Health Ministers met on 22 June in Luxembourg for the Employment, Social Policy, Health and Consumer Affairs (EPSCO) Council. I represented the UK.
The Council agreed a partial general approach on the proposal for a regulation on establishing the health for growth programme 2014-20, the third successive public health programme. The Commission and some member states preferred approach was not reflected in the text on the table, particularly the amended title and measures around differential co-financing. However, with one exception, all member states supported the partial general approach. The UK lifted its parliamentary scrutiny reserve and supported the proposal, stressing that the negotiation of sectoral programmes should not be prejudicial to the wider negotiations on the multi-annual financial framework.
There was an orientation debate on the draft decision on serious cross-border threats to health. Most member states, including the UK, agreed with the presidency’s proposal to delete the article giving the Commission power to introduce common temporary health measures to contain serious health threats. There was also broad consensus that the co-ordination of response planning was primarily an issue for member states, and best achieved through the Health Security Committee, without any need for binding measures.
Council conclusions on combating antimicrobial resistance were adopted without comment.
Under any other business (AOB), the presidency ran through the achievements in the field of health under their presidency, touching upon the conclusion of discussions between the Council and the European Parliament on proposals concerning pharmacovigilance, and on the presidency’s conclusion that it would not be possible to make further progress on the information to patients proposal. The Commission drew delegations’ attention to their communication on the innovation partnership on active and health ageing, and gave an overview of its contents. France presented two AOB points (the first jointly with Luxembourg) on the safeguarding of the supply of raw materials for pharmaceuticals, and on the MEDICRIME convention.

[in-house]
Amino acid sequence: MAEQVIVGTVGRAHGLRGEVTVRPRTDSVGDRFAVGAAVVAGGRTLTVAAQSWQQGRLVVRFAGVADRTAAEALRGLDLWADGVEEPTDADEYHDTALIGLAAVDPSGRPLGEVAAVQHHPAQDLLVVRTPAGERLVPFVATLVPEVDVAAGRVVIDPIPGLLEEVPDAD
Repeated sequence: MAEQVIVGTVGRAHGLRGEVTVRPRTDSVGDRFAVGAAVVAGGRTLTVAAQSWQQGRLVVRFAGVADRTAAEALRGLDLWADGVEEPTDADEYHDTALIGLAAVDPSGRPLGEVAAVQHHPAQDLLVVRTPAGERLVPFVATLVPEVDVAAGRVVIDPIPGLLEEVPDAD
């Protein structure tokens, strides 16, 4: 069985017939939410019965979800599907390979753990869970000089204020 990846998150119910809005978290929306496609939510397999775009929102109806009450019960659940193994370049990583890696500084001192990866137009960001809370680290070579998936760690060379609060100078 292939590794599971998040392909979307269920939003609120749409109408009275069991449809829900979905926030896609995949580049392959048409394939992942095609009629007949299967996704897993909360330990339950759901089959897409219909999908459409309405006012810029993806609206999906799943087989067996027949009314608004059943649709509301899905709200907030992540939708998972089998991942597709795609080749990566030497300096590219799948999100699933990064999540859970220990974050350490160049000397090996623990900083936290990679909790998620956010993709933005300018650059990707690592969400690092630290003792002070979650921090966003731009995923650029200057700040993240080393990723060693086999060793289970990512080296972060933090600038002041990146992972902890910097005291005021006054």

Finally, there was a lunchtime debate on the joint procurement of medical countermeasures in response to major outbreaks of communicable diseases (such as a pandemic flu). Some member states were reserved in indicating whether they intended to participate in such a programme, and whether it should be extended to facilitate the procurement of non-emergency countermeasures. The UK maintained that it did not intend to participate in a joint procurement exercise at this stage.